“We have what we call agile development processes,” Zastrow said. “That’s where rather than doing giant, horizontal slices of like doing the entire backend and then the entire visual front end of the entire app, you do things in vertical slices. So I started off working on being able to do the selection of lights. And when that was working, I moved on to the pan and then being able to move the lights. Then the next vertical slice was doing the color selection and the light dead zones thing. Basically, you can just keep going.”

Zastrow intends to keep working on the app.

“I don’t have plans for the summer, so I’m planning on just continuing the development of this through the summer,” he said. “Hopefully with the pandemic shrinking away, I’m going to start doing lighting for concert tours and music festivals for TMS Omaha as early as late June.”

Entrepreneurial skills are among the lessons Zastrow has learned from working on his app.

“It was a lot of just learning the entrepreneurial skills of taking something from, hey, I want to try and revolutionize this lighting industry and just taking it from that idea to finding a very specific way to do that. And taking it all the way through from the very beginning ideation to a final marketable product and being able to eventually take it to market and sell,” he said.

Originally from Lincoln, Zastrow had an interest in construction and building so he got his start in theatre working crew on musicals during high school. His Dad is a computer programmer, so he was also interested in that.

“I came into college, joined the Raikes School, thinking I would become a software developer,” he said. “By the end of my freshman year, I just realized I didn’t like big software, so to speak. At the same time, I had been helping out with the lighting for my high school’s musical production, so I was really torn about whether I wanted to do computer science or lighting.”

A friend suggested that he try doing both.

“The very next day I scheduled a meeting with our Raikes School advisor and said I’m thinking about maybe doing this, and she was like, that’s a fantastic idea, let’s do it. By the next week, I had met with Laurel and started signing up for theatre classes. And it’s been an awesome three years since then.”

Shoemaker said Zastrow is a “can do, will do” kind of student.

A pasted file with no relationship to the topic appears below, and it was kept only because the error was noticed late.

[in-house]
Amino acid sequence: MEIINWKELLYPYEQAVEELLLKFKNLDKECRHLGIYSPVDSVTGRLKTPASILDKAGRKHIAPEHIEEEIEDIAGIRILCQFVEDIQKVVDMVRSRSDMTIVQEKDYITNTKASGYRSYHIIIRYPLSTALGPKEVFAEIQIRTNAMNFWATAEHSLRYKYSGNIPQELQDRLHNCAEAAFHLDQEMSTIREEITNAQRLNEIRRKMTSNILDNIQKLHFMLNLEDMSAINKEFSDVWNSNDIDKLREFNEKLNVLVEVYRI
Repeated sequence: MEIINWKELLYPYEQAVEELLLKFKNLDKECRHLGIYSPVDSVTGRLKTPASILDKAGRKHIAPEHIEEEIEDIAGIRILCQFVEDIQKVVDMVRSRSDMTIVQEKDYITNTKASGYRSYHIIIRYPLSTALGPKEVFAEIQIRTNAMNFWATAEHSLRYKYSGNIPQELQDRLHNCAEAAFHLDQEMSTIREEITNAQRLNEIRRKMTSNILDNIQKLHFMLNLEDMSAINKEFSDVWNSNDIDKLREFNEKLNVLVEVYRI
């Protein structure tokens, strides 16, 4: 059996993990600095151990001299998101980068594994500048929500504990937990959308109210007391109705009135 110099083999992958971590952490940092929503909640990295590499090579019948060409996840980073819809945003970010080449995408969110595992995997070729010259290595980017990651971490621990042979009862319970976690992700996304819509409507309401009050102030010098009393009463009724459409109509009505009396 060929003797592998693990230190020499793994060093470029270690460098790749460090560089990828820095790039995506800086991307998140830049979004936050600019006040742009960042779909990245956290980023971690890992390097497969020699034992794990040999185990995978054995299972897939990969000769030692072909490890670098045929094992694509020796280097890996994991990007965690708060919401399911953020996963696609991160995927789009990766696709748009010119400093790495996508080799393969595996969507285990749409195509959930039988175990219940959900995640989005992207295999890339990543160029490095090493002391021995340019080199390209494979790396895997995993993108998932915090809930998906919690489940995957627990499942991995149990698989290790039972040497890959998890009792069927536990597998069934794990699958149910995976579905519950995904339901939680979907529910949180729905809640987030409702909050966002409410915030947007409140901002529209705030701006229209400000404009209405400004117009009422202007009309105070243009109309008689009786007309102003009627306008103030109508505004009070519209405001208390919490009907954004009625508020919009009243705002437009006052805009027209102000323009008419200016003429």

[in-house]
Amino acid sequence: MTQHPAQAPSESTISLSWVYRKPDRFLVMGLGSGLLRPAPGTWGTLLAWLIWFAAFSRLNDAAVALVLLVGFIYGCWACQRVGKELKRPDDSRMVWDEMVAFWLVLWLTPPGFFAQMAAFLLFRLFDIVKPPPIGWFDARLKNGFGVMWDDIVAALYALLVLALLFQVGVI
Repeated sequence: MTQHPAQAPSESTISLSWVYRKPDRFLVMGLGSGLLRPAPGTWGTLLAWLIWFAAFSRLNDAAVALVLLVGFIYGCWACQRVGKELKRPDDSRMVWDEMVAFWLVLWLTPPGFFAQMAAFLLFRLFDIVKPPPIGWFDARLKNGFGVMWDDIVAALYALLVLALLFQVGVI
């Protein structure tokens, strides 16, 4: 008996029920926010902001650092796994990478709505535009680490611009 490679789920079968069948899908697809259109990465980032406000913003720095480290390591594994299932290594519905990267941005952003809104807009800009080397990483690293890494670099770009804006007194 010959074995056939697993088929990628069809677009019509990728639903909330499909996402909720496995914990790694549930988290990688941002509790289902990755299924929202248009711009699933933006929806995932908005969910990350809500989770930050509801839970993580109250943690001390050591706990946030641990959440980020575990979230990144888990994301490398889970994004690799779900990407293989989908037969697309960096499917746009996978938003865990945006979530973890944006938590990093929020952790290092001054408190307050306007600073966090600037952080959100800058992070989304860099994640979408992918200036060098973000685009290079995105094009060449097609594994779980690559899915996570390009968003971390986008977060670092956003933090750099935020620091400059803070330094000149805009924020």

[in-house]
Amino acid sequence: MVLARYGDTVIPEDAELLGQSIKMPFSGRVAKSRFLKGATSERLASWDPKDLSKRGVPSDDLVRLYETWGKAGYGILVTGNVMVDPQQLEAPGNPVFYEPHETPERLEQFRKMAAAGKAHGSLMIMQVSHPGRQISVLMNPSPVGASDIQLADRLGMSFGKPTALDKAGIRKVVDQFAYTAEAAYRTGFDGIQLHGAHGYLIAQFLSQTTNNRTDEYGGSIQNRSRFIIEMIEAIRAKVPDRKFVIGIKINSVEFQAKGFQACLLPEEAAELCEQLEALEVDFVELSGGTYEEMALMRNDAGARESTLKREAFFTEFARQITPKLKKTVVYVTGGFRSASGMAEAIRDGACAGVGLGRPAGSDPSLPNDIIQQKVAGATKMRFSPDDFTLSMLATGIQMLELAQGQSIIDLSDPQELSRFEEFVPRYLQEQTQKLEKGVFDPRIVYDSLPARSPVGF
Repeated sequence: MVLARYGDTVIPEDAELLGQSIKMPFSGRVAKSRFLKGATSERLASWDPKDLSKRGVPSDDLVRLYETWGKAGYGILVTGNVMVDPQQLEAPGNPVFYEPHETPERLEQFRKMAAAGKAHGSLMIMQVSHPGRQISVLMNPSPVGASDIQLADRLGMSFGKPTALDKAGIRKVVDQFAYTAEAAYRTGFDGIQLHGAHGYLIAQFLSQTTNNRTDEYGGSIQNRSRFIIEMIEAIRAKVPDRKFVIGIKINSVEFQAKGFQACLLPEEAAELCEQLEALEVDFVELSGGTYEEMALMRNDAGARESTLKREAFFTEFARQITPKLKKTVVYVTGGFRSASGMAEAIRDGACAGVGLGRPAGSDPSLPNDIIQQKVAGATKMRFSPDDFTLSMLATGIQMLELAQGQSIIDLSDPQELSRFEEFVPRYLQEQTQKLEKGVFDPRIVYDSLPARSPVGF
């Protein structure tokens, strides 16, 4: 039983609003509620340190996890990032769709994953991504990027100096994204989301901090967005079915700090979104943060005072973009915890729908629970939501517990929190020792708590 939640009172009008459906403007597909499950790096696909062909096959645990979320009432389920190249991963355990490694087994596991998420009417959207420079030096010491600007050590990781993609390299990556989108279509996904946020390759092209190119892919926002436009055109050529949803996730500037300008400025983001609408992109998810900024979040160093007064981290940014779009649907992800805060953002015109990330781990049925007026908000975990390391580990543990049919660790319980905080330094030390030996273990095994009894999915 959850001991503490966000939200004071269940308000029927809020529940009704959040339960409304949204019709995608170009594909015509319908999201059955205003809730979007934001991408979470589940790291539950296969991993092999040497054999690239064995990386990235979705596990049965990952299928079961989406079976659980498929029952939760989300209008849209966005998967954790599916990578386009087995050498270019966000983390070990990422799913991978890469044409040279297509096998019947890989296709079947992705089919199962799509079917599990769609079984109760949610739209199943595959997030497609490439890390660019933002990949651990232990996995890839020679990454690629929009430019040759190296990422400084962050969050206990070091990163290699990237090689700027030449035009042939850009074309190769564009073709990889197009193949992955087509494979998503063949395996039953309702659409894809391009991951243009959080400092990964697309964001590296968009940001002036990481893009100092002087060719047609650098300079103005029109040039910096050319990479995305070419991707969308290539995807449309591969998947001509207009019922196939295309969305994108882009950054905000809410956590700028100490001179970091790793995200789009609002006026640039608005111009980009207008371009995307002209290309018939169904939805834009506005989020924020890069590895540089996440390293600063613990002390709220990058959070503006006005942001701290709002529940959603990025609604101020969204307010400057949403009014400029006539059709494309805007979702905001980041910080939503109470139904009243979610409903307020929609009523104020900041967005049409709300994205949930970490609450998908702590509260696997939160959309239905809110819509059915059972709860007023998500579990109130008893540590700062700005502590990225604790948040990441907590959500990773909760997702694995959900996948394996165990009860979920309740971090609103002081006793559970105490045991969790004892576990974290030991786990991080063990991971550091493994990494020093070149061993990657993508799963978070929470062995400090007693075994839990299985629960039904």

“He may stop in our electrics shop and listen to the banter, and then the next thing you know, he will be programming a little fire effect for a barrel in our production of ‘Hair,’” she said. “He has helped us with programming new follow spots and with creating effects with our new technology. Adam is our ‘go to’ for all things specialized in our productions.”

Shoemaker appreciated his spirit of collaboration.

“Adam is great to work with, but mostly to collaborate with,” she said. “We have had many meetings just discussing the ‘what if’s’ of his project, and he takes an idea and runs with it, or moves it up a level to an even better idea. Adam treats his project as something that is live, that we can mold and change to make it better and more efficient. He is excellent at listening to all of his advisors, from fellow students, faculty, and professionals in his field, and takes those comments and ideas as rungs on a ladder as opposed to a criticism that would hold him back. I look forward to working with Adam as the future unfolds for him.”

Zastrow is still working through the end goals of his app.

“There are a couple of different ideas of the end goal that I’m still working through and I’m not ready to share all of those details yet,” he said. “But is something that I want to be able to put on the App Store and turn into either a full-time career of having this app or at least as a side project that I’m able to sell and make money off while still being able to improve other lighting designer’s efficiencies.”

He has appreciated the experience of designing an app.

“Honestly, it’s really cool when you get to that point of, okay, let’s just go test this out and just being able to sit there and be on my phone and actually controlling lights and being like this is something that I built, and it’s actually working,” he said. “It’s the same thing when you open a show and are sitting there watching it for the first time and being like, hey, I did this. It’s just an awesome feeling of being able to share that achievement of something that you’ve done.”